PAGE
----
To be a distinctive people is always the calling and challenge which Cod through his Word and Spirit binds upon his church. This is to be reflected by believers in thought, word, and deed. In view of the strong tides of worldliness sweeping across the churches in this century, the Christian Reformed Church in synodical session in 1928 adopted a series of resolutions. The first deals with basic doctrinal and ethical principles which may .well serve Christians everywhere in determining their attitudes and actions to this present world in harmony with the Scriptures.
“Synod reminds our people of the doctrinal and ethical principles which should guide the Christian in his relation to the world in general and in the matter of amusements in particular, and urges all our professors, ministers, elders. .and Bible teachers to emphasize these principles in this age of prevailing worldliness. Some of the most important of these principles follow:
1. The honor of God requires:
a) that the Christian’s amusements should at tile very least not conflict with any commandment of Gad;
b) that we and our children should be keenly aware, aoo in our amusements. of our covenant relation to God as His peculiar people;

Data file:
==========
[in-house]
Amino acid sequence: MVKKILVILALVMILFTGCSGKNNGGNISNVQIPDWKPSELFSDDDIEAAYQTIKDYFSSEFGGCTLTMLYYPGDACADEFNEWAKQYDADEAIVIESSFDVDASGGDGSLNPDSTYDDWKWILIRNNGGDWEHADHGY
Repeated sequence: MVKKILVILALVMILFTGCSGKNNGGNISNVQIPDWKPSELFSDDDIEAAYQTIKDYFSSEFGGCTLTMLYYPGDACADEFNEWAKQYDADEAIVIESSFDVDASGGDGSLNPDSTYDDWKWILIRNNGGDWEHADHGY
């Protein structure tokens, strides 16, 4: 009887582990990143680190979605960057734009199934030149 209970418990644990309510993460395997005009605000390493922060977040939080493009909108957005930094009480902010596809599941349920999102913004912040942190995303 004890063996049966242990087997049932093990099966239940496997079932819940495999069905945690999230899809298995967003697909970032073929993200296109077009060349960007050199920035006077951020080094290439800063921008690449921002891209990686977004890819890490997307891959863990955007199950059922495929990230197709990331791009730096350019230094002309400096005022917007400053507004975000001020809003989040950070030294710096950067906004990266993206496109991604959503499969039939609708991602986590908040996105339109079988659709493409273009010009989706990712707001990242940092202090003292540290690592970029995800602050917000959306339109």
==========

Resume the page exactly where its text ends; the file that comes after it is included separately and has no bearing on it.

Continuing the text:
c) that the Christian shall deem it a matter of loyalty to God not to further the interests of an institution which is manifestly an instrument of Satan for attack on the kingdom of God.
2. From the consideration of the welfare of man we conclude:
a) that there is a legitimate place in life for such amusements as are recreative for body and mind;
b) that no physical recreation or mental diversion should be tolerated which is in any way or in any degree subversive of our spiritual and moral well-being;
c) that, even when our amusements are not spiritually or morally harmful, they should not be allowed to occupy more than a secondary, subordinate place in life.
3. The principle of spiritual separation from the world:
a) does not imply that Christians should form separate communities or should shun all association with ungodly men (I Cor. 5:9ff.);
b) forbids friendship, in distinction from fellowship, with evil men (James 4:4);
c) requires that we shun all evil in the world;
d) demands a weaning away of the heart from the transient things of this present earthly sphere (Colossians 3:1,2)
4. Christian Liberty:
a) consists in freedom from the power of sin; in freedom from the law: its curse, its demands as a condition for earning eternal life; and in liberty of conscience with reference to human ordinances and things neither prescribed flOr condemned, either directly or indirectly, in the Word of God;
b) is limited in its exercise by the law of woe (I Cor. 8:9,13), the law of self-preservation (Matt. 18:8), and the law of self-denial, which often requires the renunciation of things in themselves lawful (Matt. 16:24).”
Acts of Synod 1928, pp. 86, 87, of the Christian Reformed Church.